Representing the Student Voice at the Pearson Summit

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During the first week of February, I had the honor of attending the Pearson Summit in Miami with the Pearson Student Advisory Board. Pearson Executives from across the company were in attendance at the event, including the Chief Executive Officer, John Fallon. As a board, we were tasked with the responsibility of representing the student voice by offering our insights on Pearson’s efficacy framework, culture, and values. As student advisors, I was uncertain of whether our presence would have an impact. However, by the end of The Summit, it became clear to me that Pearson took the input of learners seriously and was committed to making sure that the student voice was incorporated within the company.NisarBarber_Intext_Pic

The most interesting aspect of the whole Summit was the discussion on efficacy. I started with the Pearson Student Advisory Board in July 2014, but I am still learning about the different components of Pearson as a company. During our first Board meeting in July, the efficacy framework was introduced, but I did not completely grasp it. However, The Summit helped me understand why Pearson is so focused on efficacy. Someone brought up an excellent question during one of the plenary sessions, which was, “What is the difference between efficacy and efficiency?” Amar Kumar, SVP of Efficacy and Research, explained it the best, “Efficiency is doing things right and efficacy is doing the right things.” Pearson understands that the learner is at the center of their company. If they truly want to help improve people’s lives through learning, then they need to put the same emphasis on measuring learning outcomes as they do on product sales and corporate profits.

At The Summit, it was amazing to walk through the efficacy gallery room and see the progress Pearson has made so far in implementing the initiative across the Company. One aspect of the efficacy framework that stood out to me was transparency. The gallery room had quotes from Pearson employees throughout the Company. Some were in favor of the framework and understood the power of efficacy. There were others who were skeptical of the strategy and questioned Pearson’s intention. This further goes to show that Pearson is willing to have an honest and open conversation about its commitment to efficacy. Pearson does not want to restrain the difference of opinions within the company when it comes to efficacy, but use it to elevate the discussion and improve their products and services. As Michael Barber, Pearson’s Chief Education Advisor, stated during one of the workshops, “Our ability to work collectively will be important to succeed.”

As I was headed back home, I began to reflect on the discussions that took place at The Summit and my own educational journey. My parents, who come from a small village in the Khyber Pakhtunkhwa province of Pakistan, did not have the same resources and opportunities that I am blessed with in my life. Their society did not stress the significance of learning; their parents did not take an interest in their intellectual development; more importantly, their education system was broken. Both my parents left Pakistan and came to the United States so that my siblings and I could have better lives and opportunities. Because of the sacrifices that my parents made, I have come to realize that I have a responsibility to help others who do not have the same opportunities as me. This sense of responsibility is what I felt dominated the discussions at The Summit. Pearson understands that their commitment to learner outcomes and efficacy in education won’t transform the industry overnight, but they need to stay the course and early results show that the strategy is working. If Pearson can continue to do the right things, while demonstrating evidence of learning outcomes, it can help transform the lives of millions of people across the world. The general atmosphere at The Summit can be summed up by a quote from John Fallon’s opening remarks, “The condition of our birth should not be the condition of our life.”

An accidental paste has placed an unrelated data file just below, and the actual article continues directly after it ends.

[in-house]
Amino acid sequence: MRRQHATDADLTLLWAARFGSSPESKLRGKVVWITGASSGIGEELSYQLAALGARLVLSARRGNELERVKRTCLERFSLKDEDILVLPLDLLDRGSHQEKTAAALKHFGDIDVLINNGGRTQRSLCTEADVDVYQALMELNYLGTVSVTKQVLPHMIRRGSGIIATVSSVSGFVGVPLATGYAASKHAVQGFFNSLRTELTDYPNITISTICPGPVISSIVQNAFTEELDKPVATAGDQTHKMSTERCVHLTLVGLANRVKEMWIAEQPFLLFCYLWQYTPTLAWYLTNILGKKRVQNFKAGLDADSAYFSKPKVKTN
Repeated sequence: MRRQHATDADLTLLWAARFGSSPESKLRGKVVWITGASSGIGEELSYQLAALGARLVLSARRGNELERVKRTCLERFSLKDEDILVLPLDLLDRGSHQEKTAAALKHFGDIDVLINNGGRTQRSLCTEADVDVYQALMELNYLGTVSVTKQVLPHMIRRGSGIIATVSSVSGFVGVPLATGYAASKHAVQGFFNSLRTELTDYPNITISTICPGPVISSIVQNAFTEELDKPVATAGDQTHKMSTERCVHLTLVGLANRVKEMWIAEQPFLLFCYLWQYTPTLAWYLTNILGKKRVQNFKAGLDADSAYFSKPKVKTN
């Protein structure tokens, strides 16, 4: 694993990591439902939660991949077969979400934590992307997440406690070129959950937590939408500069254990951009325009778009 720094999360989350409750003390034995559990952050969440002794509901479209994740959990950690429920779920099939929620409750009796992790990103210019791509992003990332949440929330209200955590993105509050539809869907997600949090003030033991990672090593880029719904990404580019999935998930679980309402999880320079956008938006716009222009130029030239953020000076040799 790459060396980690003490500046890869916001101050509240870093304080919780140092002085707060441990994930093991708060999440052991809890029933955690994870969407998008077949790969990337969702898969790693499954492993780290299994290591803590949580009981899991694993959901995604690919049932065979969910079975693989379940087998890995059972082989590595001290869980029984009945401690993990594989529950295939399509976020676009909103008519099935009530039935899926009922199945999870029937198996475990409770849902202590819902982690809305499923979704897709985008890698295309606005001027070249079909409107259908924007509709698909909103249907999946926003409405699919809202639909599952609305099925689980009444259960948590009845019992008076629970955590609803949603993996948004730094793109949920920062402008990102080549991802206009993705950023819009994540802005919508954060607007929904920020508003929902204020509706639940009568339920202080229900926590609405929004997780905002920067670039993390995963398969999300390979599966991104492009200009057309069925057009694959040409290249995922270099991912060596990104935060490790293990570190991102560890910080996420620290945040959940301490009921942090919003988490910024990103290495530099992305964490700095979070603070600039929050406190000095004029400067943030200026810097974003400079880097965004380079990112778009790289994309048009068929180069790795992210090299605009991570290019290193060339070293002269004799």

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Hasher was born in Somers Point, NJ. At the age of 7, Hasher moved to Pakistan to learn more about his religion and culture. He spent the next eight years of his life in Islamabad before moving back to the United States in 2008. He served as a board member for the State Farm Youth Advisory Board, where he worked with 29 other individuals to distribute $5 million in service-learning grants to communities across the United States and Canada. In addition, he is a board member for HOPE, a locally funded poverty agency in Middlebury, VT, where he seeks to understand how issues such as homelessness and hunger can be solved at the local level. He is also a 2014 Humanity in Action fellow, a program in which he explored national histories of discrimination and resistance, along with the challenges faced by minorities today. He is also a Nordstrom, Horatio, and Gates Millennium Scholar. He is honored to be a part of the Pearson Student Advisory Board and looks forward to collaborating with the Pearson team and other board members on issues that are important to students. In his spare time, Hasher enjoys playing cricket, reading, and spending time with family and friends.